6 comments on “How do I "shred" individual emails in Microsoft Outlook?”

  1. One little problem with this whole concept, though, is that the email is never truly gone. That message had to go through MANY computers before it got to yours, and each place it passed through MIGHT contain a copy somewhere. The sender’s computer, the ISP servers, etc etc….Am I right on this one Leo?

    Reply
  2. Mark is correct.

    I don’t have this version of Outlook, but use an older one at work. What I would do with that version is create a personal folder where I would drag and drop all emails meant for shredding. Then, with Outlook closed, shred that personal folder. Then with Outlook opened a folder for shredding could be created.

    Reply
  3. —–BEGIN PGP SIGNED MESSAGE—–
    Hash: SHA1

    Mark: yes, you are quite correct. This article focusses on removing all traces
    from your machine, but there are a series of mail servers, not to mention the
    original sender’s computer, on which the email may still reside. Those are out
    of your control.

    John: I assume you mean personal store (PST) not personal folder. Moving to
    another folder just moves it around within the same PST. In either case the
    process of “dragging and dropping” an email is actually a copy followed by a
    delete. That means that the email is still in your original email folder or PST
    in some kind of deleted state, even after you move it to another. Shredding the
    second PST doesn’t remove the traces or the email that remain in the original
    location.

    Leo

    —–BEGIN PGP SIGNATURE—–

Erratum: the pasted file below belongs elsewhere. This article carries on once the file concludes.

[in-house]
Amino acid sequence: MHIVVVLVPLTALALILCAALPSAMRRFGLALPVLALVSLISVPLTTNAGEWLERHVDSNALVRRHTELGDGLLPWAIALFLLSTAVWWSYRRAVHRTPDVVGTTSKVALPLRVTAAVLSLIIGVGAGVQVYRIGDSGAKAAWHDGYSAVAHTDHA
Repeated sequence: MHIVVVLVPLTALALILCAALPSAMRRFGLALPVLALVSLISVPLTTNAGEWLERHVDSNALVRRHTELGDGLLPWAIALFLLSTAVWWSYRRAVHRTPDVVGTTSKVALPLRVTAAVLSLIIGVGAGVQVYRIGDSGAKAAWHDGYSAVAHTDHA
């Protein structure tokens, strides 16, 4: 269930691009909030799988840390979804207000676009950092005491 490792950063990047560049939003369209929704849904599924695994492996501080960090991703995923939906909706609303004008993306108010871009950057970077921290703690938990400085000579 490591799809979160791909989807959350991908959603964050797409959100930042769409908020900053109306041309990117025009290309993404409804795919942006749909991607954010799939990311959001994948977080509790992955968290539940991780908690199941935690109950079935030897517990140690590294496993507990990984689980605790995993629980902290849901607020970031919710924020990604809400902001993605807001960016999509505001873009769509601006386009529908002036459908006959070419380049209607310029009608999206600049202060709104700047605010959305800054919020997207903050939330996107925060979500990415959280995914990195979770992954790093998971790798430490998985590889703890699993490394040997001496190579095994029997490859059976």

Version: GnuPG v1.4.7 (MingW32)

    iD8DBQFHLKt3CMEe9B/8oqERArt5AJsGfOdY+0zKUx7HvGFV/PxGKYU+tgCfZvQF
    iK3FtZmerBArR146VEgziwk=
    =55Nd
    —–END PGP SIGNATURE—–

    Reply
  4. I have the same question regarding vista mail: is it possible to shred emails in the Vista Mail “deleted items” folder by, for example, adding this folder to ccleaner items to clean.

    Reply
  5. I am not even close to the security issue. When I delete email in new Outlook 2oo7 all what occurs is that Outlook draws a line on top of the deleted email, but the email is still there, right in front of me, with the remaining emails. It not not sent to the recycled mail bin! I presume this is a setting option. How do I change it?

    Reply

Leave a reply:

Before commenting please:

  • Read the article.
  • Comment on the article.
  • No personal information.
  • No spam.

Comments violating those rules will be removed. Comments that don't add value will be removed, including off-topic or content-free comments, or comments that look even a little bit like spam. All comments containing links and certain keywords will be moderated before publication.

I want comments to be valuable for everyone, including those who come later and take the time to read.